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Satyam clients likely to re-evaluate contracts

Bibhu Ranjan Mishra  |  Bangalore 

Companies dissatisfied with ‘intent and focus’ of tech major.

Around six to eight strategic clients of Hyderabad-headquartered IT services major Satyam Computer Services are understood to be thinking of re-evaluating their contracts as they are "no longer satisfied with the intent and focus of the company".

IT outsourcing contracts of over $200 million (around Rs 960 crore) is up for renewal. Some of the major clients who have long-term strategic relationship with Satyam include Unilever, Nestle, DuPont, Cisco Systems, GE, Sony and Applied Materials. The current move by Satyam could trigger a possible review of their relationships with the company.

"It's not just the investors, but also Satyam's clients who have not reacted positively to its move to get into the infrastructure and real estate business. They are questioning the long-term intent of the company in terms of supporting clients' requirement in the IT and BPO sector. Even though the acquisitions of the two companies have been called off, some of them are of the opinion that the intent of the management is under question," highly-placed sources familiar with the development told Business Standard.

Besides, many clients are seriously considering a vendor consolidation, and Satyam is expected to lose out to its competitors in India, including Tata Consultancy Services, Infosys Technologies and Wipro. The current economic environment has spurred majority of the clients of domestic IT services company to ask for a re-negotiation of contracts.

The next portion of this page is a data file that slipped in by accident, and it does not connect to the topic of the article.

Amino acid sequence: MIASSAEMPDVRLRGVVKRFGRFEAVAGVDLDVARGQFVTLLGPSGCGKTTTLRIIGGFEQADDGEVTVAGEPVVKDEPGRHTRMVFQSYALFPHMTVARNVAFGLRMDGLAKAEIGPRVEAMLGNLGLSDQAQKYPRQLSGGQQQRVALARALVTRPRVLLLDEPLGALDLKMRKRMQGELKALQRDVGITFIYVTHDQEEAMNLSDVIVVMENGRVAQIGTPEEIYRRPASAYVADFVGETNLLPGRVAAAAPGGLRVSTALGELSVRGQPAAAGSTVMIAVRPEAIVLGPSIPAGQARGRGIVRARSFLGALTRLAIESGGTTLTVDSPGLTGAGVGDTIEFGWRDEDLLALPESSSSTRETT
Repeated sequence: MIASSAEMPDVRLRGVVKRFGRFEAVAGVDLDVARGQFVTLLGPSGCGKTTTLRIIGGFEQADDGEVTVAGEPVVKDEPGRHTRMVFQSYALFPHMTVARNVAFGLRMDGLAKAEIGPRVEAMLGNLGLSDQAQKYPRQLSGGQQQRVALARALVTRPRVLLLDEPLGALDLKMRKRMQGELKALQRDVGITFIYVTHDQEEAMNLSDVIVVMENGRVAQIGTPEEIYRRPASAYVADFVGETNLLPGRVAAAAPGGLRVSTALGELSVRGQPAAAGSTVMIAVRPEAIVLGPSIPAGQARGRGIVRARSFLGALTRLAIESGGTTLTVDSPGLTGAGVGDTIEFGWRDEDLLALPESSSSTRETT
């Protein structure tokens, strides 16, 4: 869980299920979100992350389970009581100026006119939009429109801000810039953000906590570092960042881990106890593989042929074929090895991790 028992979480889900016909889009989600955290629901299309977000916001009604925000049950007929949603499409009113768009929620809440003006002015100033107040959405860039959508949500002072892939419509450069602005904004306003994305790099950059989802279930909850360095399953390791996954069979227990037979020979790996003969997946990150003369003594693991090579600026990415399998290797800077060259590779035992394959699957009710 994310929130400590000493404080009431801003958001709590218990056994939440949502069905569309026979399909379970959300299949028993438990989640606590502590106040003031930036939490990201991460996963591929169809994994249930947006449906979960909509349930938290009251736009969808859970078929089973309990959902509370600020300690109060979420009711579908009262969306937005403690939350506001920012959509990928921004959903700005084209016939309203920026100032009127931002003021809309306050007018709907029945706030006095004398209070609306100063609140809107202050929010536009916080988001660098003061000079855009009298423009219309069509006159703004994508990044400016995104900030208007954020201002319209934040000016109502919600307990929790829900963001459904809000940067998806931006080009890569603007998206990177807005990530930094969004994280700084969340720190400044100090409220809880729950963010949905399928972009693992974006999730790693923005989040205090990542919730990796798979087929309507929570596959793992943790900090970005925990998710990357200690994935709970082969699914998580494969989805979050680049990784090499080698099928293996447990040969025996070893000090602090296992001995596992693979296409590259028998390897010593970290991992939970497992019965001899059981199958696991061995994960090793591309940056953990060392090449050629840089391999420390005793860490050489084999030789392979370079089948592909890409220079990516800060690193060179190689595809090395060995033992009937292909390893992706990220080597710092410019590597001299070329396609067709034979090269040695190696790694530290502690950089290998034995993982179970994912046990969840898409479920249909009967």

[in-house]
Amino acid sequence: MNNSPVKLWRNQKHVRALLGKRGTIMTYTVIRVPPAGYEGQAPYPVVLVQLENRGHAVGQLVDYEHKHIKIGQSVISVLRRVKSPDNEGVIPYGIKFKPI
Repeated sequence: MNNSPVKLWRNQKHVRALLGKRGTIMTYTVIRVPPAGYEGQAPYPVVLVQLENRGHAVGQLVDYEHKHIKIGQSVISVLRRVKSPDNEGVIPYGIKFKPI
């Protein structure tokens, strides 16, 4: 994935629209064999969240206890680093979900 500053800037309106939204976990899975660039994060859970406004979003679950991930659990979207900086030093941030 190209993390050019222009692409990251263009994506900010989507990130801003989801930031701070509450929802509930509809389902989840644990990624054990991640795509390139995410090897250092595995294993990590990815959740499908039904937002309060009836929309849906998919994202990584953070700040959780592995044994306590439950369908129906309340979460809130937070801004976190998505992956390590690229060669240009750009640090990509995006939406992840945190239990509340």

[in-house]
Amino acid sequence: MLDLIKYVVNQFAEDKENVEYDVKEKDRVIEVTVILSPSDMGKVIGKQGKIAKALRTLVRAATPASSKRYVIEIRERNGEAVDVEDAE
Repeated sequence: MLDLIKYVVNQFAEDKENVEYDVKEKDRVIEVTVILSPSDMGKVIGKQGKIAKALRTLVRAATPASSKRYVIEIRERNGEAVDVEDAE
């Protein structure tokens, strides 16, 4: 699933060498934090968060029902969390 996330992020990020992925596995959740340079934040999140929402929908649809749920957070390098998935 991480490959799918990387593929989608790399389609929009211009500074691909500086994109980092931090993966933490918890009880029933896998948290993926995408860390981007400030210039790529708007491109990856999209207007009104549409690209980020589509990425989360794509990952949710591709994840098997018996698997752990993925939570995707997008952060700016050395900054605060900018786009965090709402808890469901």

Driven by many external and internal factors in the wake of a global recession, most clients are going in for a major cost-cutting exercise, which is adversely affecting the Indian IT outsourcing industry.

While volatility on part of the clients was already present in the mind of the most of companies, the recent move by Satyam has only added to the rising discontentment and "has painted a very negative picture for the entire IT community", a leading analyst said on condition of anonymity.

"If the focus of the company is going to change, there will be a significant risk for the clients. While outsourcing the IT contracts to vendors, overseas clients take decisions based on the reliability of the vendors. The long-term sustainability of a service provider is a very critical factor for any client before they start engagement with them. This, of course, is the reason why a service provider is required to their clients take into confidence before making any strategic decision, which might deviate from their long-term goal," said Sabyasachi Satpathy, an expert in outsourcing advisory services, and co-founder of Mindplex Consulting.

It might be quite a while before Satyam's management can bring back the confidence not only into the market, but also its client base and in the process of which "there might be a major churn in the key management", Satpathy added.

The practice of corporate governance by most Indian companies are also under question, despite the restriction of Sebi and other controlling bodies.

However, most of the IT services companies, including Infosys and TCS, are known for their strong focus on corporate governance. According to an estimate, many Indian listed companies skip their annual general meeting, and don't take shareholders' approval before taking major decisions.

"The percentage of people who have invested in IOP or secondary market is very low in India. The large number of investors in India are retail, public and small investors who are highly unorganised, and are being taken for a ride in India. This is not sign of good corporate governance," said Diptarup Chakraborti, principal analyst, Gartner India.

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First Published: Thu, December 18 2008. 00:00 IST